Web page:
The higher the grade, the better the lumber.

Before going into the Lumber Grading Standards chart to understand grades we need to understand each defect presented;

Checking – A crack in the board that happens along the growth rings and does not go through the entire board.

Grain – Determined by the number of growth rings in the board.  Typically measured in rings per inch and is viewed from the end grain of the board.

Knots – A naturally occurring defect in the board caused by branches as the tree grows.  Small tight knots are perfectly fine but large loose knots that may fall out are of greater concern.

Pitch or Sap – How trees heal wounds from pruning or fight off other diseases that could be otherwise harmful to a healthy tree.

Pitch Pockets – Places in the board where the tree has grown around the sap enclosing the wound.  These pockets coupled with the tight bark layer can be found in the wide face of a board and are not the same as edge wane.

Shake – The separation of woods growth rings that occurs either on the face of the wood or below the surface.

Skips – A manufacturing defect where planners and saws “bounce” along a board or pull the grain, causing an uneven surface to be presented.

Grain Slope – A measurement of the deviation from the natural growth of the board.  Simply put, it is the board cut parallel to the grain or across it.

Splits – Cracks in the wood that go all the way through the board.

Stains or Discolorations – Can be caused by insects, fungal decay, or heartwood/sapwood.  Some stains have no effect on the performance of the wood, while others limit the strength of the wood. This is because they come from the fast-growing center of the tree.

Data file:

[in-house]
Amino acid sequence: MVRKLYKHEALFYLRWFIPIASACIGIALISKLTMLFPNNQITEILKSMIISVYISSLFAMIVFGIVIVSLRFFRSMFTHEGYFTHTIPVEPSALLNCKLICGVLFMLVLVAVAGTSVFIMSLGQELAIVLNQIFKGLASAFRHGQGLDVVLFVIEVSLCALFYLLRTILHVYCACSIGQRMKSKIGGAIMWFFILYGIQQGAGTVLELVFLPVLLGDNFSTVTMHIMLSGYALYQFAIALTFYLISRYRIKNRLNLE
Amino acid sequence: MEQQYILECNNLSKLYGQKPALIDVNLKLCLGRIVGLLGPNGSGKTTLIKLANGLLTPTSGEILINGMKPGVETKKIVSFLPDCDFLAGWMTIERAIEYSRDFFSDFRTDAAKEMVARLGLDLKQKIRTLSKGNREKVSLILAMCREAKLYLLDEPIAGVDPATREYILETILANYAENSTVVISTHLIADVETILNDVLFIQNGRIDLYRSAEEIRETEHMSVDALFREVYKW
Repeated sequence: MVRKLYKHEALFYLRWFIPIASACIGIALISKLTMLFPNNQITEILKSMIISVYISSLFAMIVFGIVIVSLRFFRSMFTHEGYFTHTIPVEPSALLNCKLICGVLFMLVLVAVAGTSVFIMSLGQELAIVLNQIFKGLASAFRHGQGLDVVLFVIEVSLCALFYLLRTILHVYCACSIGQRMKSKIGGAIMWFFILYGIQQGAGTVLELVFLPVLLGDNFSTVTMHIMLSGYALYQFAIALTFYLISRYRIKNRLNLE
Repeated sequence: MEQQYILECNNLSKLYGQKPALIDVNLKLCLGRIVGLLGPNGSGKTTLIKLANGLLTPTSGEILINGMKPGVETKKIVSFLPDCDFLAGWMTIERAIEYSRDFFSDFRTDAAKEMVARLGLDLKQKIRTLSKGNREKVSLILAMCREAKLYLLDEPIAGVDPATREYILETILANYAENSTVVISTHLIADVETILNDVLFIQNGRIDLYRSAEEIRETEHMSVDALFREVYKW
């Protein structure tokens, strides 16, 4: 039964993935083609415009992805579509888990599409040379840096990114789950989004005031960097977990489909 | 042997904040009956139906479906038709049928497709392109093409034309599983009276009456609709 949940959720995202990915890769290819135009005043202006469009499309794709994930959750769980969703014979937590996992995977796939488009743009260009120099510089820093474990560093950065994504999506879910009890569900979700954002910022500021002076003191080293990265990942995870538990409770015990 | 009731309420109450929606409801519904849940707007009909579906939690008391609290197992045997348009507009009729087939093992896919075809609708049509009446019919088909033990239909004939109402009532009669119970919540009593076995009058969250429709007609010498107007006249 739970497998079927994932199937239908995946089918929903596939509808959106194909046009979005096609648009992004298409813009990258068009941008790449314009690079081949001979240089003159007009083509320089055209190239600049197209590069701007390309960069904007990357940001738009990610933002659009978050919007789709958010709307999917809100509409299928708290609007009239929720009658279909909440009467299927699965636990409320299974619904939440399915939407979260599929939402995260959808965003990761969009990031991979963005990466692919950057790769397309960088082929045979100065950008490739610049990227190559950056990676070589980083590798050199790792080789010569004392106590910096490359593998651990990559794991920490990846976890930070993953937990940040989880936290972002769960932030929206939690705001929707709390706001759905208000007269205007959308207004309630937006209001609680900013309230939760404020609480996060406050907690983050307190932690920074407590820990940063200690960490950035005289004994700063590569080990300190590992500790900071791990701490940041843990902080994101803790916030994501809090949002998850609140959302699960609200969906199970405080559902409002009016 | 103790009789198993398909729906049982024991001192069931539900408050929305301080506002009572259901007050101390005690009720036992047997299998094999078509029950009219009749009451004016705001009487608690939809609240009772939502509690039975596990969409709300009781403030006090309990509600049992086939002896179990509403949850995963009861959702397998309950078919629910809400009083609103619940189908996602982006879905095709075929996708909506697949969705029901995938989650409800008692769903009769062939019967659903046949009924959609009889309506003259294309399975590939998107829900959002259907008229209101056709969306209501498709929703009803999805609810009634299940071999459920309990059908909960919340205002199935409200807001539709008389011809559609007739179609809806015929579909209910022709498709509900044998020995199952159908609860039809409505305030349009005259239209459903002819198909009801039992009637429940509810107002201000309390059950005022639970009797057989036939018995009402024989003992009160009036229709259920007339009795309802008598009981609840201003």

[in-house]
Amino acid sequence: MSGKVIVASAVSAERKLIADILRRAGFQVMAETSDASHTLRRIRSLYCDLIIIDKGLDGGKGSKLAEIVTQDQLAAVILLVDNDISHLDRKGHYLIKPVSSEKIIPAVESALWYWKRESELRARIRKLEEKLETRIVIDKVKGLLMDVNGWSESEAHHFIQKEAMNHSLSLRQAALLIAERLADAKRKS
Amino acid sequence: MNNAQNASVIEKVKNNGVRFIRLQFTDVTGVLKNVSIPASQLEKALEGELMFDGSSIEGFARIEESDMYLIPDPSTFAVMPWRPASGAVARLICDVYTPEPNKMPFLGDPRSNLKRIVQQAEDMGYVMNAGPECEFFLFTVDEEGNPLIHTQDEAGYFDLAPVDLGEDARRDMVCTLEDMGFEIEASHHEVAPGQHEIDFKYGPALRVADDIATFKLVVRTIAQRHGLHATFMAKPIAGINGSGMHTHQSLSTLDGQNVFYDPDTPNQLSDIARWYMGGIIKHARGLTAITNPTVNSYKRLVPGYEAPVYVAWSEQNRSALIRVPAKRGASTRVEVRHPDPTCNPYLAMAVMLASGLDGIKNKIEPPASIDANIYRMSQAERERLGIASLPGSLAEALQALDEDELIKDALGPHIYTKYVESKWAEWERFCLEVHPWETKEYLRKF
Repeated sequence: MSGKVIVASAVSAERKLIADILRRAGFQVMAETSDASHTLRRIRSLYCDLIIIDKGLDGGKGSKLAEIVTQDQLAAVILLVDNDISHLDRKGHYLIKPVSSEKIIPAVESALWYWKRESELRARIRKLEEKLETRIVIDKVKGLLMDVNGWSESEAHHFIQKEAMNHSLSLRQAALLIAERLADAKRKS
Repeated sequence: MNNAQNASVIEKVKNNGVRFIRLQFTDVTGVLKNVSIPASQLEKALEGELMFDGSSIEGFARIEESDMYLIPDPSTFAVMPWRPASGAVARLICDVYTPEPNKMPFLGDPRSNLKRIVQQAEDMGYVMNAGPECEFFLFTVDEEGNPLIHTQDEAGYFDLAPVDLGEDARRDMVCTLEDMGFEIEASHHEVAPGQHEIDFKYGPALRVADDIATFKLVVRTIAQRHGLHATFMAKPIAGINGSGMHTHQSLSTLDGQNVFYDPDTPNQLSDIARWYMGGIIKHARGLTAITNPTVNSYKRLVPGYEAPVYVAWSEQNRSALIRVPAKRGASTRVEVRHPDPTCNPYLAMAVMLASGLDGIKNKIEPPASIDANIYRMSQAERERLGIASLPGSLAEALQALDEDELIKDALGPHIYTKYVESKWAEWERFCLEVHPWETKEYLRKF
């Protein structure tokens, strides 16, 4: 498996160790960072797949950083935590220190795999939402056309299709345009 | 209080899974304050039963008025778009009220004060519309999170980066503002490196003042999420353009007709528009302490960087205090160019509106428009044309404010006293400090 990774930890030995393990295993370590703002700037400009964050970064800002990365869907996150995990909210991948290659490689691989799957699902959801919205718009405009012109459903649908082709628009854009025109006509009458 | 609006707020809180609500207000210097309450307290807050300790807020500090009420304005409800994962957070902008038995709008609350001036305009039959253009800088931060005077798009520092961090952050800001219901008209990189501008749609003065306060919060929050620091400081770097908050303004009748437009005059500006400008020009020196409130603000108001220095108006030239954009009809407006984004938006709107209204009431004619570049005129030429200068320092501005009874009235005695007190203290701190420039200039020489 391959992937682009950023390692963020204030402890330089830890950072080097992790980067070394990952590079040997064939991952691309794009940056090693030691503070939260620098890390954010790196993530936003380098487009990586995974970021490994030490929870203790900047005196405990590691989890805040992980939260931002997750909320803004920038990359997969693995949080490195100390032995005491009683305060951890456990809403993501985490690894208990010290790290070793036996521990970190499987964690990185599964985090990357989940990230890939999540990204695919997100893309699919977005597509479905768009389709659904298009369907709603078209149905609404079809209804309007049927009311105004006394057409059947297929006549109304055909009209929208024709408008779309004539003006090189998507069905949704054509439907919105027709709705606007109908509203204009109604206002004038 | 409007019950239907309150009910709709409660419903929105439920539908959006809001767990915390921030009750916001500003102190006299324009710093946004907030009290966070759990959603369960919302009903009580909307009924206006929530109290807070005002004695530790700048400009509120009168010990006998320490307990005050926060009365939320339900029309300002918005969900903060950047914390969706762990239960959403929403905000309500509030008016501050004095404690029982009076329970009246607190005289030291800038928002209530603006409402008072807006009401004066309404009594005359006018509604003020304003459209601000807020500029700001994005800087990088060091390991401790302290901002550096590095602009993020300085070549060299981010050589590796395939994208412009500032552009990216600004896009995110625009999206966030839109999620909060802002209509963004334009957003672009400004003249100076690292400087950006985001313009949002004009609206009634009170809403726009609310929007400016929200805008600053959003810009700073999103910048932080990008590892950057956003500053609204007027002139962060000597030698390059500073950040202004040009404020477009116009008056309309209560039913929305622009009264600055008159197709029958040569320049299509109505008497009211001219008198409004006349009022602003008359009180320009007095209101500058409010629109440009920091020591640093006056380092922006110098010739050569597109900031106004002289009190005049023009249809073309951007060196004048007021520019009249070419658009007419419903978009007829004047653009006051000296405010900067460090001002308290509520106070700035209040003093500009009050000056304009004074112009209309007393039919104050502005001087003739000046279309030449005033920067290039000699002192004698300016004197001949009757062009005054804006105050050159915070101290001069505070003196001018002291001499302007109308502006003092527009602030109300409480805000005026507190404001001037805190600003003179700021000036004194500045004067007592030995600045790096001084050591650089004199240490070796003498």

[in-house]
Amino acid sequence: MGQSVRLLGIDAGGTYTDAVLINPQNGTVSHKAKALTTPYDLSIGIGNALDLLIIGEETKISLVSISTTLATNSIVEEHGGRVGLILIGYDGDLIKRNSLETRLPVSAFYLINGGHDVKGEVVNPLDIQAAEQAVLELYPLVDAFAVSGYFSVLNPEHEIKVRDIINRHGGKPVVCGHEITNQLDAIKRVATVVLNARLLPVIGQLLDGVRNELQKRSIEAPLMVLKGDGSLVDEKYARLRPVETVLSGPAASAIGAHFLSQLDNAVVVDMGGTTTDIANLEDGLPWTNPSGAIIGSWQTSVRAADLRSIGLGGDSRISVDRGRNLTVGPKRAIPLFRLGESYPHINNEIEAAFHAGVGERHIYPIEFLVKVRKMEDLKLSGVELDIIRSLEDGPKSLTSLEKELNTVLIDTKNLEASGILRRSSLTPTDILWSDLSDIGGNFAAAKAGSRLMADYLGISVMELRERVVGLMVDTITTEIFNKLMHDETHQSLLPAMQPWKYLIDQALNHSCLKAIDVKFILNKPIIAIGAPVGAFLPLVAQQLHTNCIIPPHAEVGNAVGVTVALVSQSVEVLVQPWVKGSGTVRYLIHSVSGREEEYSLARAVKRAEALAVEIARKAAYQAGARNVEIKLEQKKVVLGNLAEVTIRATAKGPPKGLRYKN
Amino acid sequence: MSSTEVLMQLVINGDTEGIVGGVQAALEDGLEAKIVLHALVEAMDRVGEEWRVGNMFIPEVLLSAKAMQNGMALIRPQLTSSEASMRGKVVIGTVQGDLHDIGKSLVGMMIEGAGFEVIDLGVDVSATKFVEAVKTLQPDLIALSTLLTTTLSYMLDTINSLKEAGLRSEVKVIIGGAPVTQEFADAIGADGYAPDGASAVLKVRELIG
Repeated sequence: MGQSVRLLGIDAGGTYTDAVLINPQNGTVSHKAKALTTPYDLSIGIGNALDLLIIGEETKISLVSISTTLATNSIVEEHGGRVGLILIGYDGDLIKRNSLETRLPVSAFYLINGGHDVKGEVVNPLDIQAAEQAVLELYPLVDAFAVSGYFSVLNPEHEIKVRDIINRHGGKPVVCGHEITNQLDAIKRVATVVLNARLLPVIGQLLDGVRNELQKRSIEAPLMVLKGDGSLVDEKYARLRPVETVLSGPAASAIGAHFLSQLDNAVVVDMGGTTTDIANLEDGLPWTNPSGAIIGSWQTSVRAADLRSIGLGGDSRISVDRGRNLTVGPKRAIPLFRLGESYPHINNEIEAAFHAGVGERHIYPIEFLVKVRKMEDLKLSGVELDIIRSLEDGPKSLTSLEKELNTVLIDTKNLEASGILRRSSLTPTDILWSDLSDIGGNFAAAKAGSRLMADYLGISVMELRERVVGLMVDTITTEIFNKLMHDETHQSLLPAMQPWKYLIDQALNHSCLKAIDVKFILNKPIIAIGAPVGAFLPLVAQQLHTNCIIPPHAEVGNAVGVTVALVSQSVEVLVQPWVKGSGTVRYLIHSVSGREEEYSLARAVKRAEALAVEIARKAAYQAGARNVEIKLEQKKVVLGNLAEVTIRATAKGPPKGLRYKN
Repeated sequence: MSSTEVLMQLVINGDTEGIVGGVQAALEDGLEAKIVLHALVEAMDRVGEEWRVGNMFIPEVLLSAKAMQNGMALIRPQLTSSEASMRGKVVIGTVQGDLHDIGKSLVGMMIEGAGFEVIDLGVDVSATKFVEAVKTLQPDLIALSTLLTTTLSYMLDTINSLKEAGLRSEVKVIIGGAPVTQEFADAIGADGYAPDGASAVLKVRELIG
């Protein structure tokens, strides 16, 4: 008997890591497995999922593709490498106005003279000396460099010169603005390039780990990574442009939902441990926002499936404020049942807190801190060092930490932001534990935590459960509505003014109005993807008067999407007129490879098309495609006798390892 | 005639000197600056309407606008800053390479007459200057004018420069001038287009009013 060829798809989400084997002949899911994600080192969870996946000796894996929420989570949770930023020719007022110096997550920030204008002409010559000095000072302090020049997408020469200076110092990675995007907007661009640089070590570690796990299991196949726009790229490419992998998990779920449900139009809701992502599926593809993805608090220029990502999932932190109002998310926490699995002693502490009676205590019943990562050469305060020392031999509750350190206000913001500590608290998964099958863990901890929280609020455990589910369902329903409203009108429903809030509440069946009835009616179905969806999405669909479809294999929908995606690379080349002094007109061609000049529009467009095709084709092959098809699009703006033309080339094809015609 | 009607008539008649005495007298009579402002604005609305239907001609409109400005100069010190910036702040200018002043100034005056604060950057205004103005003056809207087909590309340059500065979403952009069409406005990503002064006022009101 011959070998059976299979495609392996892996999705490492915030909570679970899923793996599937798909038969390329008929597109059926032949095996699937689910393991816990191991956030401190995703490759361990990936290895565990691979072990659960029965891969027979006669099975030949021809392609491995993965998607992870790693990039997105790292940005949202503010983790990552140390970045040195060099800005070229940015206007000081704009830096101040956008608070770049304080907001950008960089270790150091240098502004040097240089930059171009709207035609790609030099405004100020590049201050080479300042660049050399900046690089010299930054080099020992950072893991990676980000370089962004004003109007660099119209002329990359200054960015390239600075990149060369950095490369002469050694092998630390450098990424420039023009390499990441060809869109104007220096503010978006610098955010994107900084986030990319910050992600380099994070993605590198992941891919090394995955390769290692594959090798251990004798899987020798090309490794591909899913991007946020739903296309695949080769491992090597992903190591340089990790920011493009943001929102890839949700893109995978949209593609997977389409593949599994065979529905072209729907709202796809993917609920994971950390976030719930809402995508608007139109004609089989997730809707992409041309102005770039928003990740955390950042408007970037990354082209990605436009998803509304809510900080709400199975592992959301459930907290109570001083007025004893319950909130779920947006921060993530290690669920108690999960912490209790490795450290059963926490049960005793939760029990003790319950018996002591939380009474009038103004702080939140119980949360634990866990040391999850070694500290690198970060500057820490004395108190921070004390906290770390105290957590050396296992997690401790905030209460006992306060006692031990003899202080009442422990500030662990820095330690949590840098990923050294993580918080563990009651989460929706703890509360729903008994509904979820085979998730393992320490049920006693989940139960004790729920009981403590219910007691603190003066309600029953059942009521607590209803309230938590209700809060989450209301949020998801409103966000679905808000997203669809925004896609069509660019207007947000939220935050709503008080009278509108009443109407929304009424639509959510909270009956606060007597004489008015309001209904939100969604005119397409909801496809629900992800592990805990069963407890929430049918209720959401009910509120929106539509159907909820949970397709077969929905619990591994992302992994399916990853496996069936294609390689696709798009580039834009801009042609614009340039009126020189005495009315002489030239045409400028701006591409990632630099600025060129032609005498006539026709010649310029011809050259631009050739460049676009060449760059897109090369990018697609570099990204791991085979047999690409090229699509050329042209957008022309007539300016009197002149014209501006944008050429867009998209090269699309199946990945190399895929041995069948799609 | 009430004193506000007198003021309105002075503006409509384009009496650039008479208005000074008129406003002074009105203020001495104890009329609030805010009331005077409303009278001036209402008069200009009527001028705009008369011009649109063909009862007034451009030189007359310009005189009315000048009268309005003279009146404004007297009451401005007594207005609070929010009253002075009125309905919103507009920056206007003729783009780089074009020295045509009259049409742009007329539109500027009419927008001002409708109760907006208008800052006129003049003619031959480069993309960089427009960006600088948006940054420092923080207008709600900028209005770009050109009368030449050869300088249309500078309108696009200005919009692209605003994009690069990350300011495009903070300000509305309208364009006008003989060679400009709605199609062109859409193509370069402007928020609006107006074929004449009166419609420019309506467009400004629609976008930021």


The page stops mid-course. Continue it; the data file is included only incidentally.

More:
Wane -The uneven edge of the tree that used to contain the bark of the tree before it was milled.

Warp – In a board is the deviation from straight and true and is called by many different names.

  • A bow in the board is the end to end change on the wide face. This looks like the bottom of a boat.

  • A crook in the board is the warping that happens along the narrow edge. This looks like a hockey stick.

  • A cup in the board is when the wide face curves with the flat grain creating a hollow in the board. This looks like a canoe.

  • A twist in the board is a combination of multiple warping defects. This often looks like a boomerang or an airplane propeller.

Clear wood requirement is the amount of good wood left after all the defects have been removed from the clean faces of the wood.

The chart below shows the seven grades of framing lumber and the allowable deviation from a perfect piece of lumber.

Lumber Grade Stamps

The final piece of the lumber puzzle is the ability to look at a grade stamp to understand what it is telling you.   All stamps on lumber tell us the exact same information; (a) the grading agency, (b) the mill designation, (c) the approved grade, (d) the wood species group, (e) the moisture content.

Common Application

In most jurisdictions, the building code requires #2 Structural, commonly referred to as #2 & Better. This is why it is found at most lumber yards and home centers in your area.  Lumber yards will differ on the primary species family they carry.  One yard might sell Douglas Fir for the strength characteristics while another chooses Western Hemlock because it is cheaper while still meeting the same building codes.

In many commercial uses, select structural lumber is required because of the strength of the wood fiber.  Typically, these are applications with very high point loads due to the increased capacity of the structure itself for storage or for people. Most residential construction that is done with Select Structural lumber is done because the builder and the homeowner prefer the quality of the fiber.